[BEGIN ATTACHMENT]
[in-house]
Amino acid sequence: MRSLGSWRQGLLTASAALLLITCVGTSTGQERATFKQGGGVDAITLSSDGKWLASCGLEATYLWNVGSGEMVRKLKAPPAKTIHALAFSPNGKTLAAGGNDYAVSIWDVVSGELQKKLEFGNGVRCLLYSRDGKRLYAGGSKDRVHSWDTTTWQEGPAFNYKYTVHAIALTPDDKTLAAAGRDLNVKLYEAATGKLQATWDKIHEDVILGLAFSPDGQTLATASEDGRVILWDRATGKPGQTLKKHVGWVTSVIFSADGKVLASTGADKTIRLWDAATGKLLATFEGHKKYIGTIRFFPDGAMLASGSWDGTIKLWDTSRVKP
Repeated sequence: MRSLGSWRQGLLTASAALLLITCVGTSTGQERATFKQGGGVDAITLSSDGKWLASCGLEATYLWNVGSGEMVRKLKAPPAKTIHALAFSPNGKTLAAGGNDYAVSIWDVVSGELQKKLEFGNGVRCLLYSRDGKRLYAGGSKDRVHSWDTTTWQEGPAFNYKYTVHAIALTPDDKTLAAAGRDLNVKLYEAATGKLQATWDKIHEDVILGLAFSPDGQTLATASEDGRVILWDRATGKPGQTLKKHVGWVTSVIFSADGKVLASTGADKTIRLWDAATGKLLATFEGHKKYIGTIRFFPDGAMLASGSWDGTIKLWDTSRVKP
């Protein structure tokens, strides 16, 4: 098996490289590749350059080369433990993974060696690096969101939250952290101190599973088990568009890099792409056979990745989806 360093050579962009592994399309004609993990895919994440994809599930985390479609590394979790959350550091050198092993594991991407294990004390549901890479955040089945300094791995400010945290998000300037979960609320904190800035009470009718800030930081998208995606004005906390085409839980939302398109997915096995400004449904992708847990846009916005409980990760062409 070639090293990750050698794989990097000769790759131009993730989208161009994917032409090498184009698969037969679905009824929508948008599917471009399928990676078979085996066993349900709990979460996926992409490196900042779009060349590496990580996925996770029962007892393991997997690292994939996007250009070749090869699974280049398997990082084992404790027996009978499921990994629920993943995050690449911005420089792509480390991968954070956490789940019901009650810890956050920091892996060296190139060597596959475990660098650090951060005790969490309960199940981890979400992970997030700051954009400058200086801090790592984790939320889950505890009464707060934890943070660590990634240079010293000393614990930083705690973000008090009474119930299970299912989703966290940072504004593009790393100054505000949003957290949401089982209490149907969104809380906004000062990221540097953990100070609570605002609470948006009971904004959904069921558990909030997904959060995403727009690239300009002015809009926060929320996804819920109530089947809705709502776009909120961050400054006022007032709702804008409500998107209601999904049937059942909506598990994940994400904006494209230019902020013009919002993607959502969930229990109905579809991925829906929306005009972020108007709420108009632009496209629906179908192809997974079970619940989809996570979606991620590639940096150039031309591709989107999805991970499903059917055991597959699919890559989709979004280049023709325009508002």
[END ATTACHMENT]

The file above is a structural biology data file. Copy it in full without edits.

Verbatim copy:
[in-house]
Amino acid sequence: MRSLGSWRQGLLTASAALLLITCVGTSTGQERATFKQGGGVDAITLSSDGKWLASCGLEATYLWNVGSGEMVRKLKAPPAKTIHALAFSPNGKTLAAGGNDYAVSIWDVVSGELQKKLEFGNGVRCLLYSRDGKRLYAGGSKDRVHSWDTTTWQEGPAFNYKYTVHAIALTPDDKTLAAAGRDLNVKLYEAATGKLQATWDKIHEDVILGLAFSPDGQTLATASEDGRVILWDRATGKPGQTLKKHVGWVTSVIFSADGKVLASTGADKTIRLWDAATGKLLATFEGHKKYIGTIRFFPDGAMLASGSWDGTIKLWDTSRVKP
Repeated sequence: MRSLGSWRQGLLTASAALLLITCVGTSTGQERATFKQGGGVDAITLSSDGKWLASCGLEATYLWNVGSGEMVRKLKAPPAKTIHALAFSPNGKTLAAGGNDYAVSIWDVVSGELQKKLEFGNGVRCLLYSRDGKRLYAGGSKDRVHSWDTTTWQEGPAFNYKYTVHAIALTPDDKTLAAAGRDLNVKLYEAATGKLQATWDKIHEDVILGLAFSPDGQTLATASEDGRVILWDRATGKPGQTLKKHVGWVTSVIFSADGKVLASTGADKTIRLWDAATGKLLATFEGHKKYIGTIRFFPDGAMLASGSWDGTIKLWDTSRVKP
């Protein structure tokens, strides 16, 4: 098996490289590749350059080369433990993974060696690096969101939250952290101190599973088990568009890099792409056979990745989806 360093050579962009592994399309004609993990895919994440994809599930985390479609590394979790959350550091050198092993594991991407294990004390549901890479955040089945300094791995400010945290998000300037979960609320904190800035009470009718800030930081998208995606004005906390085409839980939302398109997915096995400004449904992708847990846009916005409980990760062409 070639090293990750050698794989990097000769790759131009993730989208161009994917032409090498184009698969037969679905009824929508948008599917471009399928990676078979085996066993349900709990979460996926992409490196900042779009060349590496990580996925996770029962007892393991997997690292994939996007250009070749090869699974280049398997990082084992404790027996009978499921990994629920993943995050690449911005420089792509480390991968954070956490789940019901009650810890956050920091892996060296190139060597596959475990660098650090951060005790969490309960199940981890979400992970997030700051954009400058200086801090790592984790939320889950505890009464707060934890943070660590990634240079010293000393614990930083705690973000008090009474119930299970299912989703966290940072504004593009790393100054505000949003957290949401089982209490149907969104809380906004000062990221540097953990100070609570605002609470948006009971904004959904069921558990909030997904959060995403727009690239300009002015809009926060929320996804819920109530089947809705709502776009909120961050400054006022007032709702804008409500998107209601999904049937059942909506598990994940994400904006494209230019902020013009919002993607959502969930229990109905579809991925829906929306005009972020108007709420108009632009496209629906179908192809997974079970619940989809996570979606991620590639940096150039031309591709989107999805991970499903059917055991597959699919890559989709979004280049023709325009508002």